A blue roof is at least as safe as a conventional roof, Taylor says. Leak sensors are installed to detect any water infiltration. “We know right away if it leaks, which isn’t necessarily the case for a roof without a sensor,” he says.
Canadian building codes require roofs to be sealed against water infiltration and strong enough to bear typical snow loads.
A structural engineer inspects the roof to ensure it is up to code and can support a blue roof. “If your building was built to code, it can hold this,” Taylor says. “Your roof is literally a swimming pool liner anyway, so all you’re doing with a blue roof is storing water there.”
In addition, a building with a blue roof is less prone to stormpipes overflowing and causing indoor flooding damage.
What are the benefits of a blue roof?
A blue roof’s key advantage is controlling stormwater pipe runoff in order to reduce the risk of flood damage, which can be costly and disruptive to a business and lead to higher insurance premiums. Leak sensors installed with a blue roof alert you to water infiltration, further reducing water damage risks.
Other “co-benefits,” as Taylor calls them, include:
- Reduced energy bills
A blue roof acts as an insulation barrier that moderates temperatures inside the building. That can reduce your air conditioning and heating use and increase the service life of those systems.
Taylor gives an example to show the impacts. One warm spring day when the outside temperature was 30 C, he measured the temperature of the black tar-and-gravel roof covering part of a building. It was a sizzling 60 C. On a renovated section of the same roof that had a white roofing membrane, the temperature was lower but still fairly hot—40 C. But in a bucket of water on the same roof, the temperature was 20 C. That was cooler than the temperature inside the building, which was 25 C.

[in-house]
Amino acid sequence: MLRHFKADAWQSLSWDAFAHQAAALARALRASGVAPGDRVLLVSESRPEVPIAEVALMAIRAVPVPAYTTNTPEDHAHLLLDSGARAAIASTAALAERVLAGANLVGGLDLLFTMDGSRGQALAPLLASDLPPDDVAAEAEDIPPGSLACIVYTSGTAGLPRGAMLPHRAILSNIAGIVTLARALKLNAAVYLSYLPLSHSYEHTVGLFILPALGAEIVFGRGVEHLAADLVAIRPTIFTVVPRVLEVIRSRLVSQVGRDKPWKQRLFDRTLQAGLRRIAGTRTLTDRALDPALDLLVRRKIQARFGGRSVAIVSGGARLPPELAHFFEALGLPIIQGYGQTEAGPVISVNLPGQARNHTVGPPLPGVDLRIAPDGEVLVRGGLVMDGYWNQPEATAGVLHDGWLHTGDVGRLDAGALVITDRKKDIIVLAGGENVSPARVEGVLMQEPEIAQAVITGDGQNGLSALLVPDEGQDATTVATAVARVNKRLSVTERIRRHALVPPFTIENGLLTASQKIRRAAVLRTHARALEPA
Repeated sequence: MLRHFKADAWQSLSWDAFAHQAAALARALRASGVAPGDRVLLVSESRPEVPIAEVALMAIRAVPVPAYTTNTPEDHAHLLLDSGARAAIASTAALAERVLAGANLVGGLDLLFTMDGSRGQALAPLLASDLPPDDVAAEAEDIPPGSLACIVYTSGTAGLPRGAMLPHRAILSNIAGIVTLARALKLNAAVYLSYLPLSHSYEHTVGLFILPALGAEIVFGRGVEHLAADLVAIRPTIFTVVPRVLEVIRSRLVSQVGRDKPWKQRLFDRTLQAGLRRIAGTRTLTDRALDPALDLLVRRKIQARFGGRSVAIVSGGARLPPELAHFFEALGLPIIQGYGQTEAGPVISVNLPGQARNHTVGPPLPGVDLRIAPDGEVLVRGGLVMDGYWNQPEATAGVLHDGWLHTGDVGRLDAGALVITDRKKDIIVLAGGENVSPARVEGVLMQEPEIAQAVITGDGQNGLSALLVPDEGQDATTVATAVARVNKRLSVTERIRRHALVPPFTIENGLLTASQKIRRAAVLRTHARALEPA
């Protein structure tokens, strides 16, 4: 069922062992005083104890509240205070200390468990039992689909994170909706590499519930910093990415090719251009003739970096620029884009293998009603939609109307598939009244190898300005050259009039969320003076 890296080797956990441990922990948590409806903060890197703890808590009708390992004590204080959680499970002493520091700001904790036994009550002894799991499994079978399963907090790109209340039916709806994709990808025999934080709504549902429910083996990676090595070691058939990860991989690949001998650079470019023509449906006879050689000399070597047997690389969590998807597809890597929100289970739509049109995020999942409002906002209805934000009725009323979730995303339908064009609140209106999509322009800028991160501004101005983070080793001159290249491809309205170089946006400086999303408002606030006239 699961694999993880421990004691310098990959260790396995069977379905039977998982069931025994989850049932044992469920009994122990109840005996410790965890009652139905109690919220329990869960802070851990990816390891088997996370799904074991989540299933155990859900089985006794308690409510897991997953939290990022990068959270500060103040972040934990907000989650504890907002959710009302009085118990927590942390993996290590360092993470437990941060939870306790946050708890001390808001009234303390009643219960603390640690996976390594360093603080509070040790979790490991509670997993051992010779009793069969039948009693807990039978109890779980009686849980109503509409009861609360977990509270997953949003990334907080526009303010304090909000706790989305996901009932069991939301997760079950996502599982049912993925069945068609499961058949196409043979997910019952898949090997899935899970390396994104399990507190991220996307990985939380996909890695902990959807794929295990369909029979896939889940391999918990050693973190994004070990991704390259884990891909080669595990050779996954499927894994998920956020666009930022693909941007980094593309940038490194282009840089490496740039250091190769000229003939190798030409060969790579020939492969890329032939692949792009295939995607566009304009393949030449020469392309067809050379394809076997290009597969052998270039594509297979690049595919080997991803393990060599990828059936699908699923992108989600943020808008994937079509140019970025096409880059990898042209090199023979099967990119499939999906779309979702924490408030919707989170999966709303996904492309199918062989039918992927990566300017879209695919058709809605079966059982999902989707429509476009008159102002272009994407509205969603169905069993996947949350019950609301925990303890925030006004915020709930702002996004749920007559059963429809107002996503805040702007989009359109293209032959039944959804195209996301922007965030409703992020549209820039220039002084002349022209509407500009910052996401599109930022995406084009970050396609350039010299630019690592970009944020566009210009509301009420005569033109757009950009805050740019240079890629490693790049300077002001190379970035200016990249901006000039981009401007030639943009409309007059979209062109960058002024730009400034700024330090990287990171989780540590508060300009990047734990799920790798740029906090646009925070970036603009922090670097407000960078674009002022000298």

“Your building isn’t as hot with a blue roof, so your air conditioning isn’t working as hard,” Taylor says.
- Reduced water bills
Water stored on a blue roof can be used for business purposes, which can reduce your water bill. Taylor said his building’s blue roof provides water to toilets and a “living wall”—a wall of plants—in his business, so he doesn’t need to use any municipal water. And the plants are healthier than comparable living walls that use city water.You may also be eligible for a credit on any municipal stormwater charges and benefits under water conservation incentive programs.
- Prolonged waterproof membrane life
Less heat may prolong the life of your roof’s waterproof membrane.
- Sustainability benefits
Having a blue roof helps your business hit sustainability goals for certification, reporting and social entrepreneurship purposes. Your sustainability efforts can also create customer, employee, stakeholder and community goodwill.
Communities can benefit too through reduced infrastructure costs.
“The conventional approach to increasing storm drain capacity is to retrofit the stormwater infrastructure,” Taylor says. “You have to dig up the street, put in bigger pipes, take somebody's property, build a pond on it, dredge it every few years. It’s a lot less expensive to reduce the runoff at the source.”
How can I install a blue roof?
A blue roof installer typically starts with a feasibility study to determine if a building can support a blue roof or needs any roof renovation. The study also outlines a design for the blue roof, costs and quantifies potential savings.
Next, the installer does a detailed design, obtains permits and builds the roof. They typically remain involved to help monitor sensors, operate valves and maintain the system.
How much does a blue roof cost?
The cost can vary greatly depending on the contractor and type of blue roof. A blue roof with a basic water containment area, pipes, sensors and valves costs about $1 to $2 per square foot, Taylor says. Renovation to the roof to bring it up to code is extra.
“If you were replacing the roof anyway, the extra cost of a blue roof is likely to be paid off by the savings from a lower water bill and reduced heating and air conditioning,” he says.
What is the difference between a green roof and a blue roof?
A green roof is a roof that has been converted to a green space. It typically includes a root barrier, drainage and irrigation systems, a growing medium and plants. It generally costs $10 to $20 per square foot to build—about 10 times more than a blue roof.
A blue roof stores rainwater on top of a building. It generally consists of a small barrier to contain the rainwater, sensors, pipes and valves.